624: The Muslim army of Medina defeats the Quraysh of Mecca, an improbable victory credited to either divine intervention or the genius of Mohammad. The spread of Islam thus continued apace.
1314: Death of Jacques de Molay (b.1243), the 23rd and last Grand Master of the Knights Templar, burned at the stake. The Templars were a monastic military order that grew out of the First Crusade’s conquest of Jerusalem in 1096. Within a few years, Christian pilgrims again began arriving in the city, and two knights of the Crusade, Hughes de Payens and Godfrey de Saint-Omer proposed establishing a monastic order that could protect them. They established their headquarters in what is now the Al Asqa mosque, which they called the Temple of Solomon, built on the ruins of the original temple, and from which they derived their name. The order quickly grew and was recognized by the Pope in 1129. For nearly 200 years the Templars epitomized knightly Crusading virtues, in addition to growing very wealthy*. Templar orders throughout Europe began functioning as banks, and because of the financial hold they had over many of the royal houses in Europe, and the secrecy of their proceedings, their power began to be seen as a serious political threat. By 1306, King Philip IV of France, deeply in debt to the Templars as a result of his wars with England, began a systematic campaign to destroy the order. In concert with Philip, Pope Clement ordered all Christian monarchs to arrest the Orders and seize their assets. Philip devised a secret plan to arrest every Templar in France, including de Molay, and carried it out in a massive nighttime raid on Friday, the 13th of October 1307. The Templars were charged with numerous acts, including apostasy, idolatry, heresy, obscene rituals, homosexuality, financial corruption, fraud and secrecy. Under torture, many confessed their alleged crimes, and after torture, most recanted. Those who recanted were burned at the stake for relapsing into apostasy.The elderly de Molay, who had confessed only under torture, eventually retracted his statement. His associate, the Preceptor of Normandy, followed de Molay’s example and insisted on his innocence. Both men were declared guilty of being relapsed heretics, and they were sentenced to be burned alive at the stake in Paris on March 18, 1314. De Molay reportedly remained defiant to the end, asking to be tied in such a way that he could face the Notre Dame Cathedral and hold his hands together in prayer. According to legend, he called out from the flames that both Pope Clement and King Philip would soon meet him before God. Pope Clement died only a month later, and King Philip died in a hunting accident before the end of the year.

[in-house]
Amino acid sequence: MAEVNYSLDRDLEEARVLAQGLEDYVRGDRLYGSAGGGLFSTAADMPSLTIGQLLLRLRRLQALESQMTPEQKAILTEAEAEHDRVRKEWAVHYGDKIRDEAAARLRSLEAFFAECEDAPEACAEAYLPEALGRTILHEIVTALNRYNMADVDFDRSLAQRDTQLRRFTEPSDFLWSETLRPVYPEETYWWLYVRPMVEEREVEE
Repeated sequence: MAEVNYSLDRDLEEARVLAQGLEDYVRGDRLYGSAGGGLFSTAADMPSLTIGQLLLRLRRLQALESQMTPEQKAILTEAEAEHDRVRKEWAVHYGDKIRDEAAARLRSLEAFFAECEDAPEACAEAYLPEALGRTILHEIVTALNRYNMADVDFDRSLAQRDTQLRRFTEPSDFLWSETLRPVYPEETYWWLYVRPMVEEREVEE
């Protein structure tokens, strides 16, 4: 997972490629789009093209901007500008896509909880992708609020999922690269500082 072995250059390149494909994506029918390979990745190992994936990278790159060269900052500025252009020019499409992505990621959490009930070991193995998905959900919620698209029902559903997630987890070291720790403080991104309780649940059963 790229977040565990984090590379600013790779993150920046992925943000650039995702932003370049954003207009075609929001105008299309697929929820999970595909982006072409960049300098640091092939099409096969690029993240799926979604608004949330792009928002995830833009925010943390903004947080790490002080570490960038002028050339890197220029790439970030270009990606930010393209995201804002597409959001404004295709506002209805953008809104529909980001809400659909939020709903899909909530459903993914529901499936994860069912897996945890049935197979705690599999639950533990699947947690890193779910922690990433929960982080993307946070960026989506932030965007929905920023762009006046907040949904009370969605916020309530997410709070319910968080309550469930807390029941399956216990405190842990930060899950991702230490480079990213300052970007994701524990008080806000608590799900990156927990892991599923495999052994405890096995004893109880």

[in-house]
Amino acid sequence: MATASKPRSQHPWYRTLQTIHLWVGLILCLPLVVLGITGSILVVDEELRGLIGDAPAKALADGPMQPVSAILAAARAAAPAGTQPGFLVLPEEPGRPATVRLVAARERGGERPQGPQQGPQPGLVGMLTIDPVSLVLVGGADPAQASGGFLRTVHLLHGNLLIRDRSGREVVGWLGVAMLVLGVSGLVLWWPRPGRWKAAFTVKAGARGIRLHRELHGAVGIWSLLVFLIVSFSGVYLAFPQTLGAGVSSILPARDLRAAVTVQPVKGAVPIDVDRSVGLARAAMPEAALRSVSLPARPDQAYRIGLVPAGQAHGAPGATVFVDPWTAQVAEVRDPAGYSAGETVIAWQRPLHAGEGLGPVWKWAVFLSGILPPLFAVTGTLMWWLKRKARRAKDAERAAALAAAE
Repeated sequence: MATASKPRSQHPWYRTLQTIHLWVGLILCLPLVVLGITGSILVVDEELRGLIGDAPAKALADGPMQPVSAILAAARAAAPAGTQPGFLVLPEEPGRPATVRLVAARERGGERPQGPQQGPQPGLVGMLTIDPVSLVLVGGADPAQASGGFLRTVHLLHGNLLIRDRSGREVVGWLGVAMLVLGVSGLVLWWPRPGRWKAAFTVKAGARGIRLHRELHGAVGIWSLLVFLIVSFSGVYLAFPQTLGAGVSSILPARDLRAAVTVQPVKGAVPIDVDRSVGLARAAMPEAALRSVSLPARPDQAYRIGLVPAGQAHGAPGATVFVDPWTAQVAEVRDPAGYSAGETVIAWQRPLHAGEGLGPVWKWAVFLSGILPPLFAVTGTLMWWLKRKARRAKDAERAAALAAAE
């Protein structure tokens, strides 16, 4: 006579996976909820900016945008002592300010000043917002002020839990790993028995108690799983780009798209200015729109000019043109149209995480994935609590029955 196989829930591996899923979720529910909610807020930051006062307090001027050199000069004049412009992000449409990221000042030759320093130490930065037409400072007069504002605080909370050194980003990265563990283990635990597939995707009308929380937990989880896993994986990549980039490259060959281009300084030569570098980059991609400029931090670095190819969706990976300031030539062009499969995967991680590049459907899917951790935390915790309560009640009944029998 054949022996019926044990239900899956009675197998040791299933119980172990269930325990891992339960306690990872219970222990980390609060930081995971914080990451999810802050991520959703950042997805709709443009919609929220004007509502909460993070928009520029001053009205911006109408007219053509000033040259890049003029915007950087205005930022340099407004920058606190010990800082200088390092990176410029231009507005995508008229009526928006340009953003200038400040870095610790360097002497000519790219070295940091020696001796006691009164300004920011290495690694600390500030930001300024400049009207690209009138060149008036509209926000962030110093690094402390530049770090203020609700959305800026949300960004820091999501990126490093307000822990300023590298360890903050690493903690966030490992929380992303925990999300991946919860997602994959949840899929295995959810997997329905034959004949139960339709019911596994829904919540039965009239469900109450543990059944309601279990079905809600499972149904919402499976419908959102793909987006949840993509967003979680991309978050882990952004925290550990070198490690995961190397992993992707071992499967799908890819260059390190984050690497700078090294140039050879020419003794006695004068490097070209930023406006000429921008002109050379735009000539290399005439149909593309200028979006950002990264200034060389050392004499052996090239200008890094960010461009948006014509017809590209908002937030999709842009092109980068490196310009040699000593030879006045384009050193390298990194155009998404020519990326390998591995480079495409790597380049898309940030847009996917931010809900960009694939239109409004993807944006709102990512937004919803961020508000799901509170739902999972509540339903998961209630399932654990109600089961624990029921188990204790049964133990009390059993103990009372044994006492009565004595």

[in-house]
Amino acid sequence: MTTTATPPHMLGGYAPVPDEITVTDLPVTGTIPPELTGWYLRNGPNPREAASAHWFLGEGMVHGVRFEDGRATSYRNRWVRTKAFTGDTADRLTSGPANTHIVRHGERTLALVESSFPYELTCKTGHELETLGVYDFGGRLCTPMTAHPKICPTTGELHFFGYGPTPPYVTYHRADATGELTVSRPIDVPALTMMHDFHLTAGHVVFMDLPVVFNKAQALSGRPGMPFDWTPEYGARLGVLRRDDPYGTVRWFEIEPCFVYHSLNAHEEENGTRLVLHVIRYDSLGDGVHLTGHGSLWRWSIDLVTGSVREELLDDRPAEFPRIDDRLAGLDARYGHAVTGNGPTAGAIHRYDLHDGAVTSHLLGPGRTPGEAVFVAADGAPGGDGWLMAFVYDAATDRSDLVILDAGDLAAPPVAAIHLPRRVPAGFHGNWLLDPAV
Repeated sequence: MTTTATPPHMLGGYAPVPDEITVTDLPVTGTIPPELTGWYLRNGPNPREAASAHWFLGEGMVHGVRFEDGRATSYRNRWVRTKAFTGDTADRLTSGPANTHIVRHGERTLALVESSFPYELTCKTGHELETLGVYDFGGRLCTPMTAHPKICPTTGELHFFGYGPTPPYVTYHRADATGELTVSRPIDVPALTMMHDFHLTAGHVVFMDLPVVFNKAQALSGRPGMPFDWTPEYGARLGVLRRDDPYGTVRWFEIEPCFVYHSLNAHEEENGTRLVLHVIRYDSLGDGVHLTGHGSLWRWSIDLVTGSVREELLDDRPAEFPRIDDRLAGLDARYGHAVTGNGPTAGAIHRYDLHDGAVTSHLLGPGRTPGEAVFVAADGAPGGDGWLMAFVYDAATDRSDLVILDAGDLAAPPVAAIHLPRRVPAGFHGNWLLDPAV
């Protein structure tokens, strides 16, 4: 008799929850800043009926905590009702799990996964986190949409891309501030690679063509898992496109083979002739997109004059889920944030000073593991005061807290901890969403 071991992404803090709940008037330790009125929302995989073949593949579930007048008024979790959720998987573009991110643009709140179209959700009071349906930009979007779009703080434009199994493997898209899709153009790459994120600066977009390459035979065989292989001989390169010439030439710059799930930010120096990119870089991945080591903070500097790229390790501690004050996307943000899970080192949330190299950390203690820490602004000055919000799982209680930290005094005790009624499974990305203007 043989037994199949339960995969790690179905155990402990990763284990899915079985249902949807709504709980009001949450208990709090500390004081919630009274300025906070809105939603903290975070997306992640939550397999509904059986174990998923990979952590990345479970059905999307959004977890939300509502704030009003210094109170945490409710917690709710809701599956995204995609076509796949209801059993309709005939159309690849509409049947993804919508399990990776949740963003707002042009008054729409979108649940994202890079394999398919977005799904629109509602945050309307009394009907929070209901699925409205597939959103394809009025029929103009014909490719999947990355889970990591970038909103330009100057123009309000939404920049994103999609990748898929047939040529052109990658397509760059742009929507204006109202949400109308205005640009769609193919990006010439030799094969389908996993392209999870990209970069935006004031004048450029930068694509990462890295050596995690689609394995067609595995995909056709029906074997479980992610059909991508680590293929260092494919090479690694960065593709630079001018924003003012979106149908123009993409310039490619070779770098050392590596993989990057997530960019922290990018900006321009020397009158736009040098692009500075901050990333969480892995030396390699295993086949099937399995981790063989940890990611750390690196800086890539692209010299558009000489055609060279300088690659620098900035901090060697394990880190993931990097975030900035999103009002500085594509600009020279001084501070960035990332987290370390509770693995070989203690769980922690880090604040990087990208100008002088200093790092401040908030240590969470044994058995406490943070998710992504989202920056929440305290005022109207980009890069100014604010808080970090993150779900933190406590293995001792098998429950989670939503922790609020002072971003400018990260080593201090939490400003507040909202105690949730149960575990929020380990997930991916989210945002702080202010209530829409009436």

1413: Accession of Henry V as King of England.
1622: The first of the Powhattan Massacres at Jamestown. 347 settlers are slain, a full third of the colony’s population.
1685: Birth of Johann Sebastian Bach
1765: In an attempt to raise money to protect the vast territories recently gained by from the Seven Years’ War (French and Indian War), Parliament authorizes the Stamp Act. The legislation is not well-received by the American colonies.
1766: British Parliament repeals the hated Stamp Act.
1775: In a speech before the Virginia House of Burgesses, Patrick Henry gives voice to the greatest quote from the American Revolution: “Is life so dear, or peace so sweet, as to be purchased at the price of chains and slavery? Forbid it, Almighty God! I know not what course others may take but as for me, give me liberty or give me death!”
1776: British forces complete their evacuation of Boston after George Washington’s capture of Dorchester Heights a week prior.
1806: Meriwether Lewis and William Clark reach the Pacific coast at the mouth of the Columbia River. From their journal, “Ocean in view- oh the joy!”